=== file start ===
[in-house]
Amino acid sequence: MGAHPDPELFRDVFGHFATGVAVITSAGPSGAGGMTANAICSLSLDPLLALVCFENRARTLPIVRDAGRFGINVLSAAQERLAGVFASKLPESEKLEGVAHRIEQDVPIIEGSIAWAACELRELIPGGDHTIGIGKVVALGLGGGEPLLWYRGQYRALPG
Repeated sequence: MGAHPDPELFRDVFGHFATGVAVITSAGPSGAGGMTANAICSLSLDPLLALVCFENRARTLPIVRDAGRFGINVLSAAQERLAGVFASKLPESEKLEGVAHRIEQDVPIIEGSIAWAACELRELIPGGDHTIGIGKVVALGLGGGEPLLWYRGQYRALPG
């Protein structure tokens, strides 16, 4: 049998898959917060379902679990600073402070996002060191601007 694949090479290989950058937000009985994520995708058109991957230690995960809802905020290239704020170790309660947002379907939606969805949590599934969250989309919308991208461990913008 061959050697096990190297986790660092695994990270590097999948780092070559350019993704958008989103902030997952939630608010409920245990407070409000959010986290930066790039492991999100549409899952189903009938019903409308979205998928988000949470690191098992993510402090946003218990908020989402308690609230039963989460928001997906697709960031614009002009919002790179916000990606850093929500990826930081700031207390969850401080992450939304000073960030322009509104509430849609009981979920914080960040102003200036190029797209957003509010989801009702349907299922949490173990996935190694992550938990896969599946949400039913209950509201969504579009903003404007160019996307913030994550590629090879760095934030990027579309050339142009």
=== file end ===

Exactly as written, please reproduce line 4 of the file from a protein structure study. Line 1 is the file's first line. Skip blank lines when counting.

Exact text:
């Protein structure tokens, strides 16, 4: 049998898959917060379902679990600073402070996002060191601007 694949090479290989950058937000009985994520995708058109991957230690995960809802905020290239704020170790309660947002379907939606969805949590599934969250989309919308991208461990913008 061959050697096990190297986790660092695994990270590097999948780092070559350019993704958008989103902030997952939630608010409920245990407070409000959010986290930066790039492991999100549409899952189903009938019903409308979205998928988000949470690191098992993510402090946003218990908020989402308690609230039963989460928001997906697709960031614009002009919002790179916000990606850093929500990826930081700031207390969850401080992450939304000073960030322009509104509430849609009981979920914080960040102003200036190029797209957003509010989801009702349907299922949490173990996935190694992550938990896969599946949400039913209950509201969504579009903003404007160019996307913030994550590629090879760095934030990027579309050339142009």